January 11 – Janis Joplin’s Best & Last

1/11/71: Janis Joplin – Pearl

The loss of Janis Joplin in October 1970, which occurred between the deaths of Jimi Hendrix and Jim Morrison, would eventually signal part of the symbolic end of 1960’s idealism. And sadly, from a musical standpoint, fans discovered she was possibly just getting started when her final studio album, Pearl, was posthumously released on this day 50 years ago.

The Best Songs From The Album “Pearl” By Janis Joplin | Society Of Rock

As a Gen Xer, I discovered her music the same ways most of my peers did. Me and Bobby McGee was probably one of the first songs of hers I heard, as it’s one of her more “radio friendly” tunes. But what got my attention as a sixteen-year-old were tracks like Piece of My Heart and Down on Me with their crashing drums, grungy guitars, and unbridled soul emanating from those vocals. Then I became enamored with the film clips of her performances at Monterey Pop and Woodstock – especially the former – and that was all I needed to confirm I was a fan. Unfortunately for me, I kind of stopped there. Her hits and the bits of her on film were plenty until I realized a few years later that there was more, as in, arguably her best.

Pearl is a strong album for a number of reasons, including a new, much tighter backing band known as the Full Tilt Boogie Band, whom she had performed with on stage a number of times before recording sessions began. It was widely known in the music world at the time that Big Brother & the Holding Co., as well as her next group, the Kozmic Blues Band, were holding her back in the studio. With the new group, and especially with Paul Rothchild as producer, a more polished (in a good way) sound was achieved. The best known songs, which are also the singles issued from the album (Me & Bobby McGee, Cry Baby, Get It While You Can, & Mercedes Benz) come alive even more in the context of this album, beginning with the first track, Move Over. Again, the new band and producer were just as crucial as the star on this one.

Janis with producer Paul Rothchild

What would’ve been, we’ll never know. What could’ve been? Maybe this album would’ve helped her overcome some of the self-doubt/esteem issues that plagued her as she neared her 30’s. Maybe Janis would’ve settled into a better place in life where she was comfortable in her own skin. Perhaps she would’ve let go of some of that pain with its roots back in Port Arthur. Supposedly her overdose came as a result of not realizing what she took that night was much more powerful than what she normally would’ve, and that she wasn’t even using as regularly at that point. Maybe her life would’ve changed due to the more mature musical direction she was just beginning to embark upon. Maybe too much damage had been done to her long-term health by then.

A bio authored by Janis’s sister, Laura Joplin

Musically, she left us with a smile. The a cappella Mercedes Benz, recorded during her final session just three days before her death, is a funny commentary on consumerism. Nothing in it or the rest of this fantastic album suggests the end was closing in. But the otherwise upbeat Buried Alive in the Blues, left as an instrumental because she died before the vocal was recorded, became an odd reminder that that’s exactly what was happening.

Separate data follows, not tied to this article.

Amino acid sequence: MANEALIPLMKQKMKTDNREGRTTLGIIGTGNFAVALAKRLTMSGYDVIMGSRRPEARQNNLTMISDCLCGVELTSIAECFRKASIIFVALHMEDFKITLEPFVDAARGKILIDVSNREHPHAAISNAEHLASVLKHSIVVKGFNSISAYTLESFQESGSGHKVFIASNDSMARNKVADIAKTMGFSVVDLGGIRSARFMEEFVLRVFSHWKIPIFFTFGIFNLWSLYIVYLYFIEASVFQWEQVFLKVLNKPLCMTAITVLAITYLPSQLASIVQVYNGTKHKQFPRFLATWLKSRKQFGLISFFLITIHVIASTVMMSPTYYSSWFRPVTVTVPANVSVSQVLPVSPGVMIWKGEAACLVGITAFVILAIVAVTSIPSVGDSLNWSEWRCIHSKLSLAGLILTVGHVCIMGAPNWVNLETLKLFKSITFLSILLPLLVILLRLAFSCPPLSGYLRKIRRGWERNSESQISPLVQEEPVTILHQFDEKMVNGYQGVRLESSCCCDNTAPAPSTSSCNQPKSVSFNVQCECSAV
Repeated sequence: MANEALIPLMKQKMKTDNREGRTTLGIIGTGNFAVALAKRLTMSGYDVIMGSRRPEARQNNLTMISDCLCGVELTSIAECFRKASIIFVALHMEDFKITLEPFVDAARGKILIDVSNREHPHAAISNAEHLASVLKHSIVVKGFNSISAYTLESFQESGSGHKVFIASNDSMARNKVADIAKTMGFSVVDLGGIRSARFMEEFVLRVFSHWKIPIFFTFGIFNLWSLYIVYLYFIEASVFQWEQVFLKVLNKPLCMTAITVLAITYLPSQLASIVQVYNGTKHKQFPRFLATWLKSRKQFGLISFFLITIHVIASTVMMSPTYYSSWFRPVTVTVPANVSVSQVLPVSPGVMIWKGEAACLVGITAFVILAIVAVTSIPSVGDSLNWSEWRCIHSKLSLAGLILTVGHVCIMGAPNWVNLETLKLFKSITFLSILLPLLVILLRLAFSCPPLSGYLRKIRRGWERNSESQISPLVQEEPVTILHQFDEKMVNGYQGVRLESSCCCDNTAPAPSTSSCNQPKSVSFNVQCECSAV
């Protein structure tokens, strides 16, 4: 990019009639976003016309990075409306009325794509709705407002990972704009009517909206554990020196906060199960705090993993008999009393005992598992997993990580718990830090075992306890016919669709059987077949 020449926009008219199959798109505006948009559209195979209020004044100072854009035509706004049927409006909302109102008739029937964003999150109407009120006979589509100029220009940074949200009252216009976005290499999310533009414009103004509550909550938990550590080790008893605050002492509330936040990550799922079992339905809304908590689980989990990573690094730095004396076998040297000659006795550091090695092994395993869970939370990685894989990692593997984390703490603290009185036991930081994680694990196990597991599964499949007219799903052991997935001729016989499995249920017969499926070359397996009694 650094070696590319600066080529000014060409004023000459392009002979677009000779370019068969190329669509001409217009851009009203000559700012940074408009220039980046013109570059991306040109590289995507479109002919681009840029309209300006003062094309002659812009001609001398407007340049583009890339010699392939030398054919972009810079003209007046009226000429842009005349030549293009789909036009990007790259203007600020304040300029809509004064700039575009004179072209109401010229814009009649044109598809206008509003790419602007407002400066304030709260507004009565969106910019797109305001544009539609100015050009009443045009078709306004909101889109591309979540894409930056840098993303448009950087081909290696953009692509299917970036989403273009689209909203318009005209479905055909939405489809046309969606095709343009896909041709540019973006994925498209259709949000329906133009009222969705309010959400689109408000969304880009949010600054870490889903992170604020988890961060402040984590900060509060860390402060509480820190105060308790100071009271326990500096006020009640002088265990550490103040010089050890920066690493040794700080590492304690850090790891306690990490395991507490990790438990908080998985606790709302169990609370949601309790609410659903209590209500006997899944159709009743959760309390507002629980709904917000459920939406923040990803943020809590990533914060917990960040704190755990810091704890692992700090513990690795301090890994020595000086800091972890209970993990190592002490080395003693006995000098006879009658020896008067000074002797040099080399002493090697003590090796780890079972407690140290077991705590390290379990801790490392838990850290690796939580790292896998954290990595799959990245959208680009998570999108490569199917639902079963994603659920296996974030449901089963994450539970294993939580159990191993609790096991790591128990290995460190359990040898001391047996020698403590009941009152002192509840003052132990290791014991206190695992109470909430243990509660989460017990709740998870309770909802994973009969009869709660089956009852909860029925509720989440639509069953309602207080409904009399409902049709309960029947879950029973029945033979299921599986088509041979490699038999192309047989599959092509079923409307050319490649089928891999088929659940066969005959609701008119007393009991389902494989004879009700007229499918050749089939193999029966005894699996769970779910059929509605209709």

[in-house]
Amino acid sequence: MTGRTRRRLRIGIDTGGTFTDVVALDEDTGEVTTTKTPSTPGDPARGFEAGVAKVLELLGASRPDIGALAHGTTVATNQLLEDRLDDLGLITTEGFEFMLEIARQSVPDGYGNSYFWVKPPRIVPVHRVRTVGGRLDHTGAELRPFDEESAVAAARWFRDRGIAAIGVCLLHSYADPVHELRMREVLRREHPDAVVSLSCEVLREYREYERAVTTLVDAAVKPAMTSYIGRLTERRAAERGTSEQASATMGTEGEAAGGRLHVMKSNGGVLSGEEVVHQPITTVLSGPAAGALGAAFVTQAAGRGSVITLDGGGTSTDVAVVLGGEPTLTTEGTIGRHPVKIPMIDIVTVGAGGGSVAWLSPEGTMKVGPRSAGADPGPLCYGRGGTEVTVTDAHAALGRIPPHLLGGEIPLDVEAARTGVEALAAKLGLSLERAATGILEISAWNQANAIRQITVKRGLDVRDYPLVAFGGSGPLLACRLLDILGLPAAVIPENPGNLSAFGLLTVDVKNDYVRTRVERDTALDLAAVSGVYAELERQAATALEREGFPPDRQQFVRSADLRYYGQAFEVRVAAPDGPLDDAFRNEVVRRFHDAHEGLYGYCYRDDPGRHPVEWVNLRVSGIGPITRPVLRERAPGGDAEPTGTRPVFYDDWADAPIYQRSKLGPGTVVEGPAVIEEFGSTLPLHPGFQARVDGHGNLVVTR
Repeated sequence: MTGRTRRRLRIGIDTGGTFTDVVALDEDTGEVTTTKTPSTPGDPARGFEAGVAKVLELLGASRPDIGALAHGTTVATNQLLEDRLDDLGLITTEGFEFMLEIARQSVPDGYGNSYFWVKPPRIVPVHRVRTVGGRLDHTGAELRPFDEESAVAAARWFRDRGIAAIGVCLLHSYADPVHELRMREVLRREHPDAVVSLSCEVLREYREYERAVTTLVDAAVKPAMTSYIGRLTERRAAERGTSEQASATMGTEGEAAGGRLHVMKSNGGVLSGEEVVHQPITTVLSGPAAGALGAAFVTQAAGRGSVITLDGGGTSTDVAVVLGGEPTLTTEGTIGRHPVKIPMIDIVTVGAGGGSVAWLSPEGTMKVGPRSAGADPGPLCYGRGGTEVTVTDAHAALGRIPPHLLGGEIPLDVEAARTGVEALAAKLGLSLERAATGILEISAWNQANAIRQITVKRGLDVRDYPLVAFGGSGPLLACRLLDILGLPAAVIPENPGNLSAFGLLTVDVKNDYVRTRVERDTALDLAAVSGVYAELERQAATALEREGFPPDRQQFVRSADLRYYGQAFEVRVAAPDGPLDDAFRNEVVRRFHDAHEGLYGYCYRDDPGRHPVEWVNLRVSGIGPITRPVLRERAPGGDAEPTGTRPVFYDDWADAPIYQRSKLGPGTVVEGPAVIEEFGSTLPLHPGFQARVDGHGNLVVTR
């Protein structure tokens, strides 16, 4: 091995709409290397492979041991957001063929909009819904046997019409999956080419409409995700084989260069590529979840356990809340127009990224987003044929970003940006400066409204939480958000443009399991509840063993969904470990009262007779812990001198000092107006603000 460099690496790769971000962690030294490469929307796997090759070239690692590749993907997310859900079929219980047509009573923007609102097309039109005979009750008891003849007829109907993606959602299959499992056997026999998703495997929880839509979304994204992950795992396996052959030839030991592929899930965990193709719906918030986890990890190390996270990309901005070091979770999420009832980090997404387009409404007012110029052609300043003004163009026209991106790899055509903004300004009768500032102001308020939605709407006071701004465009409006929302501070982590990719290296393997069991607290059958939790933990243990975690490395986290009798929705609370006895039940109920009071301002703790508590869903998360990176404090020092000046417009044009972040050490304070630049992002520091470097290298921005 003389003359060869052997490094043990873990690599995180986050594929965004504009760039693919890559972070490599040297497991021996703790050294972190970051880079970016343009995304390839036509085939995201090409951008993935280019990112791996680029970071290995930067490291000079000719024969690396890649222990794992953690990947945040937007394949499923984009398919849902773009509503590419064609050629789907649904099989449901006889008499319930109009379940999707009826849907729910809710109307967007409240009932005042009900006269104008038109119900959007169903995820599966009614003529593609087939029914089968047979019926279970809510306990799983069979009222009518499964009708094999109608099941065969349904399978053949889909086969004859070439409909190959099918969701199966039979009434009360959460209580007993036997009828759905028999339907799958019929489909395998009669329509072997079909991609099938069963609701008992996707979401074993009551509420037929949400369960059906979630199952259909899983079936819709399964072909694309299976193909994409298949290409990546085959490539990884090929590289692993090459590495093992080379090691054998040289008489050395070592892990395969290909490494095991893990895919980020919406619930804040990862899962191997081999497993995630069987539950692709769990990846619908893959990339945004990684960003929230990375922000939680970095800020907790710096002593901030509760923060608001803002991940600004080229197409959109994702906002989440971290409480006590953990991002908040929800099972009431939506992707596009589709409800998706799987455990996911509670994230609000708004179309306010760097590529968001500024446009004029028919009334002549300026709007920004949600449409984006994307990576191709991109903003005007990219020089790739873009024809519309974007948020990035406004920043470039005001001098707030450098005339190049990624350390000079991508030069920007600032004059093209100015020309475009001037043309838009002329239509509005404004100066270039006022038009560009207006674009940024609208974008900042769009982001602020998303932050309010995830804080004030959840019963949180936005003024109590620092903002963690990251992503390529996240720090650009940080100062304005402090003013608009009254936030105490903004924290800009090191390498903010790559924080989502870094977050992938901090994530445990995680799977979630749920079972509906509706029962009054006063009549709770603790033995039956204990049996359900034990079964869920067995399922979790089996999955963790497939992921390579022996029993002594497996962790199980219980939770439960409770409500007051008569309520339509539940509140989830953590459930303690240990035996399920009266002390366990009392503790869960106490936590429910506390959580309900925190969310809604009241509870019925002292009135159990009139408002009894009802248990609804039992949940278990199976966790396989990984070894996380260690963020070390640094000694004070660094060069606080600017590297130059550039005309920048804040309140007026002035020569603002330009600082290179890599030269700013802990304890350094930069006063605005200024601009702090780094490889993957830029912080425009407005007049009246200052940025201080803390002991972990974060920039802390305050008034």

Side One:

  1. Move Over
  2. Cry Baby
  3. A Woman Left Lonely
  4. Half Moon
  5. Buried Alive in the Blues

Side Two:

  1. My Baby
  2. Me and Bobby McGee
  3. Mercedes Benz
  4. Trust Me
  5. Get It While You Can





October 4 – Janis Joplin 50 Years On

Janis Joplin passed away 50 years ago today, but rather than a dour post that rehashes the details of her final hours, I’m taking a more celebratory slant just as a reminder to anyone who might need one what an amazing talent she was. She, along with Jimi and Jim, was the embodiment of a shooting star. She arrived on the scene with soulful bombast and maintained it, uncompromisingly, until the end.

It’s easy to forget, given the legends that have grown up around the late 60’s generation of artists, that festivals such as Monterey Pop and Woodstock were introductions to the greater listening public to folks like Janis, Jimi Hendrix, Santana, and others. Janis was 24 years old at Monterey, insecure about her talent and herself in general, and without any formal musical training. Yet I can’t watch her performance there without chills. Neither can the audience, who were blown away. Mama Cass’s jaw dropped, probably with a knowing that the game was over for some of the mid-60’s class of pop entertainers, a few of whom were on that same stage during the festival. And Janis knew she’d nailed it when she skipped off the stage at the conclusion of her performance. She was the absolute real deal.


August 12 – “Four gentlemen and one great, great broad…”: Cheap Thrills @ 50

Big Brother and the Holding Company – Cheap Thrills

So many of these albums from ’68 seem to have some unique angle on the claim of being among the most important in rock history, and Cheap Thrills by Big Brother and the Holding Company, released this day 50 years ago, is no exception.  It was the band’s second album, and the last one to feature Janis Joplin’s soulful, desperate, wailing blues vocals.